Right now, it's hard to pause the raging waterfall of news (almost all of it, methinks, justified) about Roy Moore and his U.S. Senate candidacy long enough for rational thought. Good grief, just image the amount of ink he'd be getting if he was a married senator accused of hiring under-aged prostitutes or obtaining visas for his various girlfriends?
However, as always, there are interesting issues to discuss linked to a much abused and increasingly worthless religious label now used many times every day in American politics -- "evangelical."
The inspiration for this post on this familiar subject? That would be the recent Washington Post "Acts of Faith" headline that said: "Some Alabama evangelicals see Roy Moore as a man of Christian values. Others are torn."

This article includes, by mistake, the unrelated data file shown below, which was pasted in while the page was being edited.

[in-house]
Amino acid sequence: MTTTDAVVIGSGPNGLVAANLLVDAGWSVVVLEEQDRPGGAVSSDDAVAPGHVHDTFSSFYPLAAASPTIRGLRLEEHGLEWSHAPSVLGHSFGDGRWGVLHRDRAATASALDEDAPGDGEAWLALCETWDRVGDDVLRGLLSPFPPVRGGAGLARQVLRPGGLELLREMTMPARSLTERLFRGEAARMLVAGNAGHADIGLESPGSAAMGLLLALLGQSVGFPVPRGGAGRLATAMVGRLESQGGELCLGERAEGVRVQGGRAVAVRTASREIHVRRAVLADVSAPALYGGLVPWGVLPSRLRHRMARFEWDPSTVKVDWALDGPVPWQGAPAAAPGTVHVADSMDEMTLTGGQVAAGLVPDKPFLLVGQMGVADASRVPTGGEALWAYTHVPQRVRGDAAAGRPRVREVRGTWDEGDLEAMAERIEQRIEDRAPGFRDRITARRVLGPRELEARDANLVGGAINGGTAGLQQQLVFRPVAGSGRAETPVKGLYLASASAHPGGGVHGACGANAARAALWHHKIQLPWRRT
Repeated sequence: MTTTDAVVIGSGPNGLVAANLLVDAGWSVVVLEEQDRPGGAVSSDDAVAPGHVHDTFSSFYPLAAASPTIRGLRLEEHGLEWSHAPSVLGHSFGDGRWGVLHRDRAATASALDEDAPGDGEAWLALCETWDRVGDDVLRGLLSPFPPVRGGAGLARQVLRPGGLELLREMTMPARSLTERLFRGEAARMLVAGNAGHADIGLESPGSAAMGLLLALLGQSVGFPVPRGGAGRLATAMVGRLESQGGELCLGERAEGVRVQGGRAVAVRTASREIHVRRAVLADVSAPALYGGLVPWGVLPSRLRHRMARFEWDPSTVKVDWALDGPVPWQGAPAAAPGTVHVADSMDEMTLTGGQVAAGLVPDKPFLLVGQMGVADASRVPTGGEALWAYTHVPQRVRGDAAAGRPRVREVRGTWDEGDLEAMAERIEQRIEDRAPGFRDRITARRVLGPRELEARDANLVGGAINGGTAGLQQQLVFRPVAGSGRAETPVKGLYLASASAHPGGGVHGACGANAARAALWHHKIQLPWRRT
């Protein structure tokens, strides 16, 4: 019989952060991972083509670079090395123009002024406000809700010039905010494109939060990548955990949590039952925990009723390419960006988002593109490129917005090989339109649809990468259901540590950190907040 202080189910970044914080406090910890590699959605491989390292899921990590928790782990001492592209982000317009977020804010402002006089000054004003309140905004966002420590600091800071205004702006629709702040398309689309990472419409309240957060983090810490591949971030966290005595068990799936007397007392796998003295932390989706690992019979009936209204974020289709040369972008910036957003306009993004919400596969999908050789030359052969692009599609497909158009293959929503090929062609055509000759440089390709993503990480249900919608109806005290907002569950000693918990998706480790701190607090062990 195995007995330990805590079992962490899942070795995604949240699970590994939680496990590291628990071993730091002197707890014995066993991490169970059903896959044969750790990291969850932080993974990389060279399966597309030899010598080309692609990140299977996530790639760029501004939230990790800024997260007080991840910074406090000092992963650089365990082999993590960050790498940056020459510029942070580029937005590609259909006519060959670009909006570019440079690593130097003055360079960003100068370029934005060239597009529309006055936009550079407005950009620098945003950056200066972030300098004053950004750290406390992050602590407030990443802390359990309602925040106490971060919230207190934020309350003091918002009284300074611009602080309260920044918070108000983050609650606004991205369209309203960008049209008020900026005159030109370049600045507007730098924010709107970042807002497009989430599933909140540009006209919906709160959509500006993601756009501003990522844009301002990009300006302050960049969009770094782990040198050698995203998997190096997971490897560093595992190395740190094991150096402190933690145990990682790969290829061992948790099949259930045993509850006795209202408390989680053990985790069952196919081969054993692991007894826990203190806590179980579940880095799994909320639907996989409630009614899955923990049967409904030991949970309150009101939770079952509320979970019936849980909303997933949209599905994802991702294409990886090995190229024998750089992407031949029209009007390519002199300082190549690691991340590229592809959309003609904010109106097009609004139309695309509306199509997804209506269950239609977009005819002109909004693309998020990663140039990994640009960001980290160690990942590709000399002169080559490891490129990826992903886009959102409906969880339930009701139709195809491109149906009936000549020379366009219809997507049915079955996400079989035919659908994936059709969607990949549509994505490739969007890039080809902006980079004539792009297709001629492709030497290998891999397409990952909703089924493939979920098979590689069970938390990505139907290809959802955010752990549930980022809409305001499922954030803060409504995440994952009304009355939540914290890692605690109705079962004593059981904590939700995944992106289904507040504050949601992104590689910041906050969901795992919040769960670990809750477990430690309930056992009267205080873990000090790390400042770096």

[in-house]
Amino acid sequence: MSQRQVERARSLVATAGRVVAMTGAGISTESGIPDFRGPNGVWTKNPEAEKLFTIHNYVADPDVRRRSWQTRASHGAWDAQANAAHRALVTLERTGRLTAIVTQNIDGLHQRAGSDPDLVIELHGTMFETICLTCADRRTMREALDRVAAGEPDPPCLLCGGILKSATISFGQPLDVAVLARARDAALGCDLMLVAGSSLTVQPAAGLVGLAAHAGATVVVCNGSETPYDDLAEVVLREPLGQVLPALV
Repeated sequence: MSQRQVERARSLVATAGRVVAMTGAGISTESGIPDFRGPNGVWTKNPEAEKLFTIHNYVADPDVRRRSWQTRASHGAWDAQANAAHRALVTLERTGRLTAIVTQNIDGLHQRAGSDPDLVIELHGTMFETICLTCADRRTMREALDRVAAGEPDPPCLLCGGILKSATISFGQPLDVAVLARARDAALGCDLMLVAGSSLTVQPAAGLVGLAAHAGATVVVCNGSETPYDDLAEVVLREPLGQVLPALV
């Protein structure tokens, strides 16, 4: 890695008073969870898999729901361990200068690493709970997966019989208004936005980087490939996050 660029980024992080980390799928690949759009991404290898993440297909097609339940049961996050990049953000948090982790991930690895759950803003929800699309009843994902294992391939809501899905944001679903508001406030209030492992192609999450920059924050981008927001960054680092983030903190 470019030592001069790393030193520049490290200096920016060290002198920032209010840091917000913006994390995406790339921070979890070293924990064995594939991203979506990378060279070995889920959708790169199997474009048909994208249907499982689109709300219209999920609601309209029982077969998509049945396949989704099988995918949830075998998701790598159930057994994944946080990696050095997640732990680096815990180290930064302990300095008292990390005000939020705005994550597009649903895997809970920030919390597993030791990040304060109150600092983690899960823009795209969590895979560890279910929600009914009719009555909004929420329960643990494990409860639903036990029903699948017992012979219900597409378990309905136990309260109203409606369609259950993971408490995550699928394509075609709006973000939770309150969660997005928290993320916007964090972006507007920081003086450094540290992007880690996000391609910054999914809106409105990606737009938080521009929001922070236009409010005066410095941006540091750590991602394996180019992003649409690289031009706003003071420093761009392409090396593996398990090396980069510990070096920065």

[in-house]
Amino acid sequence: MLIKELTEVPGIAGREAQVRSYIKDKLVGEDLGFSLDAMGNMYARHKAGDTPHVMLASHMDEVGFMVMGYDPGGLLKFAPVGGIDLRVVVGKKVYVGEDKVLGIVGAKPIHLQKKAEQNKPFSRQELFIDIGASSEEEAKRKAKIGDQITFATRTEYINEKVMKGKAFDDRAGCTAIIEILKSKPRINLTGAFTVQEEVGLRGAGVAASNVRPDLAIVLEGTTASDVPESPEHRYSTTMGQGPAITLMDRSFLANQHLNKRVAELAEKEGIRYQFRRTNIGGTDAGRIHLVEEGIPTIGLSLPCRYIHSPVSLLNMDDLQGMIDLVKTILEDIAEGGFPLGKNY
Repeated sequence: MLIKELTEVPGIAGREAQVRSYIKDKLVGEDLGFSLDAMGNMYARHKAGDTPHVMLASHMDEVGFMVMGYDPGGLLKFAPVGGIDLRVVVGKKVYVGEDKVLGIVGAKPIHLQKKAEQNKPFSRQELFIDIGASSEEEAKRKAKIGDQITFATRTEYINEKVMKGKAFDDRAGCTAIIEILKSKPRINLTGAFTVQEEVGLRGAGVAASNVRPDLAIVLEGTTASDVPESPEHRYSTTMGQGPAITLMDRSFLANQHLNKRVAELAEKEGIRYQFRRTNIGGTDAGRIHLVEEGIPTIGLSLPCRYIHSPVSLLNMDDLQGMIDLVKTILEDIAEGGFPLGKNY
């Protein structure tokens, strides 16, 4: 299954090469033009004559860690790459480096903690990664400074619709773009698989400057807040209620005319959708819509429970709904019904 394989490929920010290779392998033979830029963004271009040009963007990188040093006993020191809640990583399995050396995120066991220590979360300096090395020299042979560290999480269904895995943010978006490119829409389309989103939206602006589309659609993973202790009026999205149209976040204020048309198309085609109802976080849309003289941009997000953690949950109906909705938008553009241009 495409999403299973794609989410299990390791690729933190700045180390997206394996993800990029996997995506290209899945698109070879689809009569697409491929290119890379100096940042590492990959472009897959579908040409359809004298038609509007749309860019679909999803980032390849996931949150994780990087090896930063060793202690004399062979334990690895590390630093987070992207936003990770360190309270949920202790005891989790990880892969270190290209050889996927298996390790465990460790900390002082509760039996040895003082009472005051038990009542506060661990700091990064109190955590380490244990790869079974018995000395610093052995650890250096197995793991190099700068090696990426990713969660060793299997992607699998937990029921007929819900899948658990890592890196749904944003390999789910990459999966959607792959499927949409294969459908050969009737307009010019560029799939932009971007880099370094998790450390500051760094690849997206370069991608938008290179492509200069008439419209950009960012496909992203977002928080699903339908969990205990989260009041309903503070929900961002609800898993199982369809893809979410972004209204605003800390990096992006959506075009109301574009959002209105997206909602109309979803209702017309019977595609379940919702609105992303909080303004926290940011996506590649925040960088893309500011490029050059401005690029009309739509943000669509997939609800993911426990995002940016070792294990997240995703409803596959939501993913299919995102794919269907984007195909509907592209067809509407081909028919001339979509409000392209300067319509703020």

Suffice it to say, "Alabama evangelicals" probably means white churchgoers on the doctrinally conservative side of the evangelical spectrum.
But never mind. That Post headline -- by noting a wide division among evangelicals, when it comes to Moore's fitness as a candidate -- is already miles ahead most of the chatter that I have seen on this issue in print and television coverage.
Sure, the piece opens with the usual more and more Moore shenanigans, when it comes to religion and courting his base. But there is also this:
Other evangelicals, though, feel the allegations force them to make an uncomfortable decision.